In the annals of stupid news events, the "controversy" sparked by Howard Dean's claim that the GOP is "pretty much a white, Christian party" ranks pretty high. Not only did Dean fail to say anything objectionable, but also that remark isn't something anyone could seriously deny. Nor does it even count as a criticism of Republicans. It's an anodyne description of well-known facts about the American electorate.
Normally, I would write off the uproar as just another unfortunate strike of the summer sillies, like the reporting on shark attacks and random missing persons we've come to expect from this period in the news calendar. Less happens during the summer, so you need to reach to find topics for coverage. This year, however, our cup runneth over. I like to think of myself as a serious person, but the burgeoning relationship between Tom Cruise and Katie Holmes is almost endlessly fascinating. And then there's the small matter of the war in Iraq. So there should be plenty of topics for editors to fill those column inches with.
Mid-May saw the leak of the so-called Downing Street Memo written by high-level British national security officials offering textual proof of what those of us who've been paying attention have long suspected: The Bush administration was determined to invade Iraq almost immediately after September 11, and the whole business with WMD, UN inspections, and so forth was just so much kabuki theater designed to lay the groundwork for a policy whose true motives lay elsewhere. This weekend, a second memo, leaked to the Times of London, provided further background. The British government, it seems, had committed itself to joining the United States in this war and was rather gravely concerned that the policy to which it had committed itself violated international law, making it necessary to design an appropriate pretext.
Those sort of legalistic points strike a bit of a false note here in the United States, where international law isn't taken nearly as seriously as a concept as it is in Europe. On Sunday, however, Walter Pincus -- whose excellent reporting on the machinations behind the Iraq War has been almost entirely buried in the back pages of The Washington Post for years -- was finally allowed onto page A1 with information that may prove more cutting on this side of the Atlantic: that the war was terribly ill-advised. The memo obtained by Pincus, likewise an official British government document, notes that though "military planning for action against Iraq is proceeding apace ... little thought" had been given to "the aftermath and how to shape it."
This, again, is not exactly stunning to those of us who've followed the copious evidence on the subject. Still, there's a difference between observing that the United States went into war without a plan -- without a realistic assessment of what we could accomplish, how it could be accomplished, and whether the costs of such a course of action would outweigh the benefits -- and the news that our main ally in the conflict made that observation long before the war happened. Yet the Brits joined up anyway. Why?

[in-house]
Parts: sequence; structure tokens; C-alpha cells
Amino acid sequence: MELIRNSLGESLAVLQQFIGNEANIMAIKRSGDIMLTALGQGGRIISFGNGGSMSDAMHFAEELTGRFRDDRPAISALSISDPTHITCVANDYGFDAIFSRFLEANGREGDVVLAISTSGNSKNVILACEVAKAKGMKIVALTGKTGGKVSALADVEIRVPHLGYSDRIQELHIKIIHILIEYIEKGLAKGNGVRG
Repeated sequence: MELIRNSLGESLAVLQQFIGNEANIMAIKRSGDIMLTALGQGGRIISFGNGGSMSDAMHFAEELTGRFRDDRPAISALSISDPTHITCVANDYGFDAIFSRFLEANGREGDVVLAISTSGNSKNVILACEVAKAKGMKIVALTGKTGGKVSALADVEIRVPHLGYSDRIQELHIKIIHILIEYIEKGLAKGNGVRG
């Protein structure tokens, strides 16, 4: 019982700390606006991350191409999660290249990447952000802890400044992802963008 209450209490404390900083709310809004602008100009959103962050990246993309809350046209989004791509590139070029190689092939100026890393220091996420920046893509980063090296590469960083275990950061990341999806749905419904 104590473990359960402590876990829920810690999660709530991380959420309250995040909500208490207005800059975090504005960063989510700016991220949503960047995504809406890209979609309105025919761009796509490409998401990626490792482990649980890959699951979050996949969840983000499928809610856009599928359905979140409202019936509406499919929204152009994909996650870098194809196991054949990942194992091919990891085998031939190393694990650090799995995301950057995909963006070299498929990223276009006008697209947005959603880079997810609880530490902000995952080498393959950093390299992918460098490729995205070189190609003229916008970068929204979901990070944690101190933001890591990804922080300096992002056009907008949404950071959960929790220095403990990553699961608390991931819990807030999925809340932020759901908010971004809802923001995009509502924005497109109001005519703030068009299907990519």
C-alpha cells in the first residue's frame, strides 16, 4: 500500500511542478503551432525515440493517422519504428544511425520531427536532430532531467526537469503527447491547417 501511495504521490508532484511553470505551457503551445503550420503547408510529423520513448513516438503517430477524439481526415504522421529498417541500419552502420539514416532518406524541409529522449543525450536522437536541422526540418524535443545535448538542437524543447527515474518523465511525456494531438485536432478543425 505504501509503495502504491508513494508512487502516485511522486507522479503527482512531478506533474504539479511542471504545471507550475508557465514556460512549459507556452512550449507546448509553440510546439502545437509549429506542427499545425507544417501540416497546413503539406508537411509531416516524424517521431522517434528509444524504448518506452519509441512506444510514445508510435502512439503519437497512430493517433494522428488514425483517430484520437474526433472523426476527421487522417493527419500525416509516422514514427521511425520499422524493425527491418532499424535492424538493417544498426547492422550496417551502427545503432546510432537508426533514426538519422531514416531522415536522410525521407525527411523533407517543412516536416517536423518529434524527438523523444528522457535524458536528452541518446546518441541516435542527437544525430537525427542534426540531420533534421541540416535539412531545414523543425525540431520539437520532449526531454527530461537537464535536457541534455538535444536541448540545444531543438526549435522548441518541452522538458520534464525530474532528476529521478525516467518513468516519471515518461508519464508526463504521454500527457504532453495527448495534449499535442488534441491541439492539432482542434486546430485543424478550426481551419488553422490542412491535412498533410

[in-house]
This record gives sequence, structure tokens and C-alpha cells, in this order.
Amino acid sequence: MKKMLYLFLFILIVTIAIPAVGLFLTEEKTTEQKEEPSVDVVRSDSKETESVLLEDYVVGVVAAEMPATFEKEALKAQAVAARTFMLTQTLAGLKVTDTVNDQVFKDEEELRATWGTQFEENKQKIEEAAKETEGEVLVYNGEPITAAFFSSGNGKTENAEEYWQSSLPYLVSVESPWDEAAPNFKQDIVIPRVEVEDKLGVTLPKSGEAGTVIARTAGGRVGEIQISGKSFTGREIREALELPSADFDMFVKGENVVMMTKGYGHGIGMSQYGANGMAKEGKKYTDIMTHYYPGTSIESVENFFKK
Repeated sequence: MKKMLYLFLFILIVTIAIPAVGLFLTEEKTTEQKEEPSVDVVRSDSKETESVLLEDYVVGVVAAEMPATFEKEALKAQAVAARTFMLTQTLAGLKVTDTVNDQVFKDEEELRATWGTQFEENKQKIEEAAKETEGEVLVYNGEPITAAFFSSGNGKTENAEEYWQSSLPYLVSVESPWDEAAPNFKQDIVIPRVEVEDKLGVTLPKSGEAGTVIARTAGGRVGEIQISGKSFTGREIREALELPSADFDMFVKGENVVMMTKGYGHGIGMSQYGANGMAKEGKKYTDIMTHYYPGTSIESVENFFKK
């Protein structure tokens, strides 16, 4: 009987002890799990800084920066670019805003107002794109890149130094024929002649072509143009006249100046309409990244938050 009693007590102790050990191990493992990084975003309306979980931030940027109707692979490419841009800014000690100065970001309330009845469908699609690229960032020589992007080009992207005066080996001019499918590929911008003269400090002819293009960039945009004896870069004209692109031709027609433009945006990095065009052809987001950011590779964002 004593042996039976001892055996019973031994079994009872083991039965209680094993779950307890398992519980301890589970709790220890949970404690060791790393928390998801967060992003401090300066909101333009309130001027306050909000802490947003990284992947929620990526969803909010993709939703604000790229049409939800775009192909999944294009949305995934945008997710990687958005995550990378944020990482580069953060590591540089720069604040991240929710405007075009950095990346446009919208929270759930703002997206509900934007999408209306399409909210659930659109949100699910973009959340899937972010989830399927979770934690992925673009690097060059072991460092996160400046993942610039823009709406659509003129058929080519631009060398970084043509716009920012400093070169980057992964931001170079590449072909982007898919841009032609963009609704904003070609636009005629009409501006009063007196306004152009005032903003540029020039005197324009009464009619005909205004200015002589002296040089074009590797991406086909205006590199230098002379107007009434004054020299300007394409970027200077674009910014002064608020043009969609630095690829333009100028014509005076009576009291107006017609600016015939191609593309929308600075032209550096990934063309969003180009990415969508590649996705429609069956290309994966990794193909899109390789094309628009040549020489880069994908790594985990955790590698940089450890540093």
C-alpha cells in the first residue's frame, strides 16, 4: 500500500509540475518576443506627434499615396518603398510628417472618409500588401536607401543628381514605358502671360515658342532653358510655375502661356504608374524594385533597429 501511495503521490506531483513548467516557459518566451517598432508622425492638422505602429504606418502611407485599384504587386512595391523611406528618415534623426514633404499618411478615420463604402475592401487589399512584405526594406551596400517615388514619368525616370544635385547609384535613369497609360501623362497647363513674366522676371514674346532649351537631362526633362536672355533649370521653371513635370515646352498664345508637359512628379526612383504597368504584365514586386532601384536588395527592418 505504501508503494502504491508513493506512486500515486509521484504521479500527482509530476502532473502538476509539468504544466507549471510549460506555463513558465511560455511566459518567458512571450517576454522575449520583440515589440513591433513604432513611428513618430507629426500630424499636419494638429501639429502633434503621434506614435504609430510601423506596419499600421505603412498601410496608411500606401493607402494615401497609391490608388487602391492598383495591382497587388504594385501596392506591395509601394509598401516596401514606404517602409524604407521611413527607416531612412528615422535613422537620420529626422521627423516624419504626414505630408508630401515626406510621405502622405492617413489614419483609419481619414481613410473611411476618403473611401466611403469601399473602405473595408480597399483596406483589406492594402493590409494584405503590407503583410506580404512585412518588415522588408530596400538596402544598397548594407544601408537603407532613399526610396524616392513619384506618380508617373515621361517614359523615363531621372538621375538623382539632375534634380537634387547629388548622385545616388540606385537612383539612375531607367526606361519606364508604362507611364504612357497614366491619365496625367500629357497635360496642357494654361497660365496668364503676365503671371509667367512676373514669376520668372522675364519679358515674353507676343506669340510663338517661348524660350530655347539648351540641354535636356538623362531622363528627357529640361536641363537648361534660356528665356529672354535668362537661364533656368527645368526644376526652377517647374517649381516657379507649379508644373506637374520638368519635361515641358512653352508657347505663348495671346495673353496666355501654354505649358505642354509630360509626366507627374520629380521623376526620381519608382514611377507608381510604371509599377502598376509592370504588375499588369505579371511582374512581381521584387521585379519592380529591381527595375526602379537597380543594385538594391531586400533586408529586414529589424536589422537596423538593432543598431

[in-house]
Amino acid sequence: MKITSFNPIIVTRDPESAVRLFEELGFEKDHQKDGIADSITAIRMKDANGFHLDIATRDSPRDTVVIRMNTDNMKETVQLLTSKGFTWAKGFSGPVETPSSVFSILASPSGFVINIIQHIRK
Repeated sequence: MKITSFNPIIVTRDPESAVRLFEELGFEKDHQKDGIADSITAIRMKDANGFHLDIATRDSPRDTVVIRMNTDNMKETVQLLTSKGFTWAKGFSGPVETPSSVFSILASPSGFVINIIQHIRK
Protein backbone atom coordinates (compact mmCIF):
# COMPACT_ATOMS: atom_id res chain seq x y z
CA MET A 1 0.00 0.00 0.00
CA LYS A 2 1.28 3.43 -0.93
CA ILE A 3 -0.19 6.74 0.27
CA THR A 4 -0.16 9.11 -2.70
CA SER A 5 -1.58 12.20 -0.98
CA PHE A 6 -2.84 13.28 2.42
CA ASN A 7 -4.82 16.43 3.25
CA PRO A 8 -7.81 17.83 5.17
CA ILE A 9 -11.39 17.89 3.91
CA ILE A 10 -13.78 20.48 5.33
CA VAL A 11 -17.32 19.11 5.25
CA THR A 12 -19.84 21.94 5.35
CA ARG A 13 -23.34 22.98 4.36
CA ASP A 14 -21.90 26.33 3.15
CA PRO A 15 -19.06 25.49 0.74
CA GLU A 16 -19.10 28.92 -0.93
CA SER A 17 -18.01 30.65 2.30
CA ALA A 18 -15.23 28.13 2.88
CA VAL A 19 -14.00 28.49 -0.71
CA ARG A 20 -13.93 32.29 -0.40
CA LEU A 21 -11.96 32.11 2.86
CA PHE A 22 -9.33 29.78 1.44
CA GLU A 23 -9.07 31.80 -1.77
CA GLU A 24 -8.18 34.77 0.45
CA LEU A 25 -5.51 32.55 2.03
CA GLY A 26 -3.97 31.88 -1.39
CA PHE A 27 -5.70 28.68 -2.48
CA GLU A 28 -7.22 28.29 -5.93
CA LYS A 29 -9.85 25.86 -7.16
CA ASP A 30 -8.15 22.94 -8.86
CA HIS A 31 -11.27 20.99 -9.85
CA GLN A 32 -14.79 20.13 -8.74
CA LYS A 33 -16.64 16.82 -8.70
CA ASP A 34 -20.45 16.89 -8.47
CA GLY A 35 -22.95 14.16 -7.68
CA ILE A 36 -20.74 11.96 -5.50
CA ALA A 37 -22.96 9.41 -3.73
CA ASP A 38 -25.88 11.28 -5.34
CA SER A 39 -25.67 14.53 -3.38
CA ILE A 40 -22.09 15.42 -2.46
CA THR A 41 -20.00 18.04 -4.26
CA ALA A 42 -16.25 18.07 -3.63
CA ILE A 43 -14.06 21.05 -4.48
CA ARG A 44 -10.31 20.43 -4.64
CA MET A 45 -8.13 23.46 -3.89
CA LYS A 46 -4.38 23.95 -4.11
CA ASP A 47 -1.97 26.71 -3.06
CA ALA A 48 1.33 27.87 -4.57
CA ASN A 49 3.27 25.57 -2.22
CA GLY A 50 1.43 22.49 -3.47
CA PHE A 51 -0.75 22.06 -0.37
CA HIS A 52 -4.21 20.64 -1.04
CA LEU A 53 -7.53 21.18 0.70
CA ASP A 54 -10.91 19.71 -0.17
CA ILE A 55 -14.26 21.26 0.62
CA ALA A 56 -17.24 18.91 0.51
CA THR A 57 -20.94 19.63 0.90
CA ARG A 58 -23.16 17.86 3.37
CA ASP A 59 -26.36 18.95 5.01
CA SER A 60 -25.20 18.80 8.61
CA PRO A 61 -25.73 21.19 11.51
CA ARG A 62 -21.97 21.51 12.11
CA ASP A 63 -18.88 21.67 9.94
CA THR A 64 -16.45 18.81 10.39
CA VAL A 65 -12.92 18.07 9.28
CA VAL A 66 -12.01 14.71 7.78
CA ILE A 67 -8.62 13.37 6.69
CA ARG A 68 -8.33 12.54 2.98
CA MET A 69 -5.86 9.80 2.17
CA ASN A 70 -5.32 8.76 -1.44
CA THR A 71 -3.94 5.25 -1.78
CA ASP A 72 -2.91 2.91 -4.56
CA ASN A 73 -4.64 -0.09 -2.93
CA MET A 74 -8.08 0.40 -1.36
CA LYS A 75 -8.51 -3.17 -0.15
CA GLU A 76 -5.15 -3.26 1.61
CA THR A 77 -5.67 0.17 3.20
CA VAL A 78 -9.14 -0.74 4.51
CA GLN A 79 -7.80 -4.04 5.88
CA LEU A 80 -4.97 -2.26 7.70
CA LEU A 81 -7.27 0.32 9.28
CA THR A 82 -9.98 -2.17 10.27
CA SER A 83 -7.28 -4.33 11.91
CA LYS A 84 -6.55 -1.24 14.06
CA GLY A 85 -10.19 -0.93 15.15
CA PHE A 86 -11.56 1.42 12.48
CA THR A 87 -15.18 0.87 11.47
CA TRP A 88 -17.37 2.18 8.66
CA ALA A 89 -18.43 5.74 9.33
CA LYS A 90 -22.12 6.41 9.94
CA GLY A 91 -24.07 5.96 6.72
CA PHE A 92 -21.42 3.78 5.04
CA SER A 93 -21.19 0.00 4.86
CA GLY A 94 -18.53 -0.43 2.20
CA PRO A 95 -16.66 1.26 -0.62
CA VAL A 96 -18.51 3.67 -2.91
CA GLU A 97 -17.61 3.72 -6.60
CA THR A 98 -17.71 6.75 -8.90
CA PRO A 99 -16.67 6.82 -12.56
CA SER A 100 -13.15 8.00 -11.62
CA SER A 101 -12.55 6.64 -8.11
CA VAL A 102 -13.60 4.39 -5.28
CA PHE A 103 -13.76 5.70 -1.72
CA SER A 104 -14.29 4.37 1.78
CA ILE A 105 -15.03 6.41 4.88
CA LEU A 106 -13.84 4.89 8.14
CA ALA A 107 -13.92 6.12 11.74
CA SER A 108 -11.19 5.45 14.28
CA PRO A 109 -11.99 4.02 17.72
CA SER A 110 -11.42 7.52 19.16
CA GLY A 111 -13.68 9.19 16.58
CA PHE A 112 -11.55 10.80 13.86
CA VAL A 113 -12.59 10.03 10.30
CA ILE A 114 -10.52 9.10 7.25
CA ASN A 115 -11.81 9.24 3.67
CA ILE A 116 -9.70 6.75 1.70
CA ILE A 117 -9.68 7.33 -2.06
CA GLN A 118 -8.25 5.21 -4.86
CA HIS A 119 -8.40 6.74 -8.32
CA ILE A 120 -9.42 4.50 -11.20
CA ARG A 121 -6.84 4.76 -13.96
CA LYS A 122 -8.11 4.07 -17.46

To this day, no one really knows. The impression one gets from the British memos is that Prime Minister Tony Blair's assessment was that the United Kingdom is well served by a policy of standing by the United States under virtually any conceivable circumstances, no matter how ill-advised any particular venture may happen to be. That's not the kind of thing you tell your voters, but I think a surprisingly strong case can be made in its favor.
But what was the White House after? Why did they do it? We have plenty of evidence that not only were the specific claims the administration made about WMD false (often knowingly so), but also that all of this was basically irrelevant to their actual thinking about why we should go to war.
But what were they thinking? Lowballing the likely costs of war to build public support makes sense in a cynical-scumbag kind of way, but how is it that these lowballs seem to have become the actual basis for real-world policy? Nobody knows. Nobody knows because all the memos we've seen are British; but the United States surely produces memos of its own. Plenty of Republican senators -- including key members of the Foreign Relations and Armed Services Committees -- have gotten positive reviews in the media and even from liberals for breaking at times with the White House line that all is well in Iraq. But where have the investigations been? A hearing here, a subpoena there, some kind of indication that the Republican Party stands for something other than the greater glory of President George W. Bush could bring this all to light. Clearly, what we do in Iraq from here is more important than rehashing how we got there in the first place. But we can't even begin to formulate an Iraq policy without confidence that the policymakers are telling us something resembling the truth about what they're trying to do and why.
Nor can we conduct any kind of reasonable diplomacy related to the situation as long as the nature of the situation remains shrouded in mystery and transparent deceptions. The issues are inextricably linked. The British memos have given us a tantalizing glimpse but don't get to the heart of the matter. The recent right-wing assault on the character of Mark Felt can be read as an effort to encourage everyone to keep the American people in the dark, but the truth is bound to come out sooner or later. Better that it be done in time for it to do some good.
Matthew Yglesias is a Prospect staff writer.
By Matthew Yglesias
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